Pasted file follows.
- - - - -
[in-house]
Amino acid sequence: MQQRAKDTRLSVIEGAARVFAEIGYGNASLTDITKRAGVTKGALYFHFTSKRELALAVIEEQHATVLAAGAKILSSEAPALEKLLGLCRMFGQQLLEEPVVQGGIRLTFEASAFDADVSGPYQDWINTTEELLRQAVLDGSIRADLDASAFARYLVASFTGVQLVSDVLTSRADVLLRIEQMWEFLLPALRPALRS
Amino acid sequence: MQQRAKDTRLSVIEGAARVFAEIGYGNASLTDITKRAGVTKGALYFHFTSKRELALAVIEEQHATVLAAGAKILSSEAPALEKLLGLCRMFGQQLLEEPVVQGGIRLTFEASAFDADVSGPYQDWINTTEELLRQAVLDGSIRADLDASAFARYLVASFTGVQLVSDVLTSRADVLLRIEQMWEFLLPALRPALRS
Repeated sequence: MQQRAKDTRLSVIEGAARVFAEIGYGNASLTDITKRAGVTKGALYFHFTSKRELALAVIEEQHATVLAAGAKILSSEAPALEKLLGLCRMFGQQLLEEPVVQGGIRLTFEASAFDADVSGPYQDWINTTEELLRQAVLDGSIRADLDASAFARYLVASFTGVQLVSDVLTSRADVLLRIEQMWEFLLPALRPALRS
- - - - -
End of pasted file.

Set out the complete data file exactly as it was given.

[in-house]
Amino acid sequence: MQQRAKDTRLSVIEGAARVFAEIGYGNASLTDITKRAGVTKGALYFHFTSKRELALAVIEEQHATVLAAGAKILSSEAPALEKLLGLCRMFGQQLLEEPVVQGGIRLTFEASAFDADVSGPYQDWINTTEELLRQAVLDGSIRADLDASAFARYLVASFTGVQLVSDVLTSRADVLLRIEQMWEFLLPALRPALRS
Amino acid sequence: MQQRAKDTRLSVIEGAARVFAEIGYGNASLTDITKRAGVTKGALYFHFTSKRELALAVIEEQHATVLAAGAKILSSEAPALEKLLGLCRMFGQQLLEEPVVQGGIRLTFEASAFDADVSGPYQDWINTTEELLRQAVLDGSIRADLDASAFARYLVASFTGVQLVSDVLTSRADVLLRIEQMWEFLLPALRPALRS
Repeated sequence: MQQRAKDTRLSVIEGAARVFAEIGYGNASLTDITKRAGVTKGALYFHFTSKRELALAVIEEQHATVLAAGAKILSSEAPALEKLLGLCRMFGQQLLEEPVVQGGIRLTFEASAFDADVSGPYQDWINTTEELLRQAVLDGSIRADLDASAFARYLVASFTGVQLVSDVLTSRADVLLRIEQMWEFLLPALRPALRS